Vitamins for cardiovascular diseases: is the expense justified?


Center for Integrative Research on Cardiovascular Aging (CIRCA), Aurora University of Wisconsin Medical Group, Aurora Cardiovascular Services, Aurora Sinai/Aurora St. Luke's Medical Centers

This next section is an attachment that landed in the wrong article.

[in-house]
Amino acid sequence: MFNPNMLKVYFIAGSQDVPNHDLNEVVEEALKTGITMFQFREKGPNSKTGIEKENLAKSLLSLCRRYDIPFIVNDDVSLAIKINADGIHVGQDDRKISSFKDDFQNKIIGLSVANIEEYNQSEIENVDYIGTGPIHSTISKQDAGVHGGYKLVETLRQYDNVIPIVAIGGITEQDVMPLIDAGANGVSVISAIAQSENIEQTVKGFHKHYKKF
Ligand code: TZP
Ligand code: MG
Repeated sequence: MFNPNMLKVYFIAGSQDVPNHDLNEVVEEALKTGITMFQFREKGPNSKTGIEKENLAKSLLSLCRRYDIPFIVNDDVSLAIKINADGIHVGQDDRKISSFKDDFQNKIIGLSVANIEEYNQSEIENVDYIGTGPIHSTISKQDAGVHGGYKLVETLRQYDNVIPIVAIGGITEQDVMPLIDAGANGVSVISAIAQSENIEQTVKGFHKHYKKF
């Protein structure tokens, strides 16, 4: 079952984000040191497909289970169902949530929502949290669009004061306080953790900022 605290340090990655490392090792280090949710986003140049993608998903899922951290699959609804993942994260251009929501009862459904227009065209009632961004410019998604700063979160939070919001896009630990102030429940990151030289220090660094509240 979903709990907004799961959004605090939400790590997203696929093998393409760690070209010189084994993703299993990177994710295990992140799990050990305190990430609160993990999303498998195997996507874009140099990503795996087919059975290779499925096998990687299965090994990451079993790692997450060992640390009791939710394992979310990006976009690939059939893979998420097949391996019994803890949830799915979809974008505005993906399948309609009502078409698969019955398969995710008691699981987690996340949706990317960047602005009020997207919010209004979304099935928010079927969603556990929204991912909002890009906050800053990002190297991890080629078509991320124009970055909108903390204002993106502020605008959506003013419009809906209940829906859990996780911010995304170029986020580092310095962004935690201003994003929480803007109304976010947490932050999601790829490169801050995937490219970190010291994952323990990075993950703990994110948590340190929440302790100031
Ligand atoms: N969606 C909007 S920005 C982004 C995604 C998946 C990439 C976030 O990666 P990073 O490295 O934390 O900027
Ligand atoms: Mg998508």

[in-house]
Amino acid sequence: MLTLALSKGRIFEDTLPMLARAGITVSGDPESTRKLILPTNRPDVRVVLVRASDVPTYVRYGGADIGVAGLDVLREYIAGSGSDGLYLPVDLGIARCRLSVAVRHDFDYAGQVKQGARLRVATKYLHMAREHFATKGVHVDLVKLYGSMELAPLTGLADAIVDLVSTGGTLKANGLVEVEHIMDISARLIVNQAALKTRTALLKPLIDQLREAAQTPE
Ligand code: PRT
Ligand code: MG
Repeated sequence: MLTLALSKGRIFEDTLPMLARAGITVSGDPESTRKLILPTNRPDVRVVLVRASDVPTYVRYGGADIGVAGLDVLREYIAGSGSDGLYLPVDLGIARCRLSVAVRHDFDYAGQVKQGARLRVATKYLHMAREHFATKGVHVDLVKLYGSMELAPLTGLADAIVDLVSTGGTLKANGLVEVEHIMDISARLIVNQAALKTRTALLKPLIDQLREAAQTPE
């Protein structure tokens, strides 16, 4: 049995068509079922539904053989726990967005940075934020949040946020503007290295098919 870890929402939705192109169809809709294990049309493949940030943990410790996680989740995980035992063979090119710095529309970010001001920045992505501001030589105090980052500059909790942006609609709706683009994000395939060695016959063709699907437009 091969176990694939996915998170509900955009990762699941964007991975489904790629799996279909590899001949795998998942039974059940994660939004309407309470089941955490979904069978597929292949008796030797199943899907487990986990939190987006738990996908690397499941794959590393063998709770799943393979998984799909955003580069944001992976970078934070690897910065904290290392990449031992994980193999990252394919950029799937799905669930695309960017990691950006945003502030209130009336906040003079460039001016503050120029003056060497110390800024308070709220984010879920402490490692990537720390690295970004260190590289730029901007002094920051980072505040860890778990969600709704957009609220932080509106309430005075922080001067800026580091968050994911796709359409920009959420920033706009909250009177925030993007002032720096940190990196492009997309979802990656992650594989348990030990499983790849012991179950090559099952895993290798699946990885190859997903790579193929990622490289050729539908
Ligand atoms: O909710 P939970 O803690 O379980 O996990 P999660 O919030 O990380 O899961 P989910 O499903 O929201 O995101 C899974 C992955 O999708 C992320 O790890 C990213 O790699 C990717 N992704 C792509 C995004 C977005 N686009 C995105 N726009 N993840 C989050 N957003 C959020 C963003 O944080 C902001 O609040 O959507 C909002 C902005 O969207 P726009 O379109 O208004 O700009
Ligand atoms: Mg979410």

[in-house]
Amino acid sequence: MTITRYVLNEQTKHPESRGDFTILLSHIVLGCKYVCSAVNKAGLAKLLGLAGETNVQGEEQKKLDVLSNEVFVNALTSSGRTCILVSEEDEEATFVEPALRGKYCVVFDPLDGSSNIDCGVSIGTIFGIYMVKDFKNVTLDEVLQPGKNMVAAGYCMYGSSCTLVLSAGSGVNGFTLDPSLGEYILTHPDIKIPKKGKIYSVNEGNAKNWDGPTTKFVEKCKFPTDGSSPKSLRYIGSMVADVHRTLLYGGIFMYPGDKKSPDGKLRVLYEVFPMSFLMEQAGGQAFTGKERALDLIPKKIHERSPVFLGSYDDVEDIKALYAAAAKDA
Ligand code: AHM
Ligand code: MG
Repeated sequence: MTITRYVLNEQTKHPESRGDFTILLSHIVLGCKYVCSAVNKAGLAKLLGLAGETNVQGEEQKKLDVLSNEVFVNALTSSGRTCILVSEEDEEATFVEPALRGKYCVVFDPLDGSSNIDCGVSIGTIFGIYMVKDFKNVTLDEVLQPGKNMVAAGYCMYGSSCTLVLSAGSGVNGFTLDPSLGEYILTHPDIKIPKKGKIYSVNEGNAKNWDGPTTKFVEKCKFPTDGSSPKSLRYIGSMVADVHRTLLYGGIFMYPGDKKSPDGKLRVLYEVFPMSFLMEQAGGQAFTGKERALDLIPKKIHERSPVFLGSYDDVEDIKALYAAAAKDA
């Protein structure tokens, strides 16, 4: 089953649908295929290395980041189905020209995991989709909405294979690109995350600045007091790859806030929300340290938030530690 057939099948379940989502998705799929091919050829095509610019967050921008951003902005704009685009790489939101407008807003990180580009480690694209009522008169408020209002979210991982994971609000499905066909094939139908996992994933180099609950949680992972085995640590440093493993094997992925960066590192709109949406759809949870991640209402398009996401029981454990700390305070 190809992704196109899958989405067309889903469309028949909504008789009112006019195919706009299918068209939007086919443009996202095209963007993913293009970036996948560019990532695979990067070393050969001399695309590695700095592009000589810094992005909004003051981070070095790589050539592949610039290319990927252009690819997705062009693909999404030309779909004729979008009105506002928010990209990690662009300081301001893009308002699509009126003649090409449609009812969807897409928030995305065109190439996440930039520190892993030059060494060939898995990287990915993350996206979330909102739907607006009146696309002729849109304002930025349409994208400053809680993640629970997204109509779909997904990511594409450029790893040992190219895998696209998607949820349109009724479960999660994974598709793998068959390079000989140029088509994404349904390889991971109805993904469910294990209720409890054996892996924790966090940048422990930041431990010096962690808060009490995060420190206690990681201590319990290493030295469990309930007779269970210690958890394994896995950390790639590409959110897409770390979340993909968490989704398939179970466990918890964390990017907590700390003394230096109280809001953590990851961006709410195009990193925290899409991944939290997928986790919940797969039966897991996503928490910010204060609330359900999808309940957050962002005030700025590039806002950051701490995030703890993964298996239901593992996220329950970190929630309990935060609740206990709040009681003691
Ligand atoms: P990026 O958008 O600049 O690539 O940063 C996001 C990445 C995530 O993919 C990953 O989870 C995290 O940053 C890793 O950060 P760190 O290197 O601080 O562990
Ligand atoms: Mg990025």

Despite the knowledge that a well-balanced diet provides most of the nutritional requirements, the use of supplemental vitamins is widespread among adults in the United States. Evidence from large randomized controlled trials over the last 2 decades does not support vitamin supplementation for the reduction of cardiovascular risk factors or clinical outcomes. Many of the vitamins used in common practice likely are safe when consumed in small doses, but long-term consumption of megadoses is not only expensive but has the potential to cause adverse effects. Therefore, a need exists to revisit this issue, reminding the public and healthcare providers about the data supporting the use of vitamins for cardiovascular disease, and the potential for harm and the expense associated with their unnecessary use. In this review, we highlight the scientific evidence from randomized controlled studies regarding the efficacy and safety of vitamin supplementation for primary and secondary prevention of cardiovascular diseases and outcomes. We also draw attention to issues related to widespread and indiscriminate use of vitamin supplements and the need to educate the public to curtail unnecessary consumption and expense by limiting their use based on strong scientific evidence.

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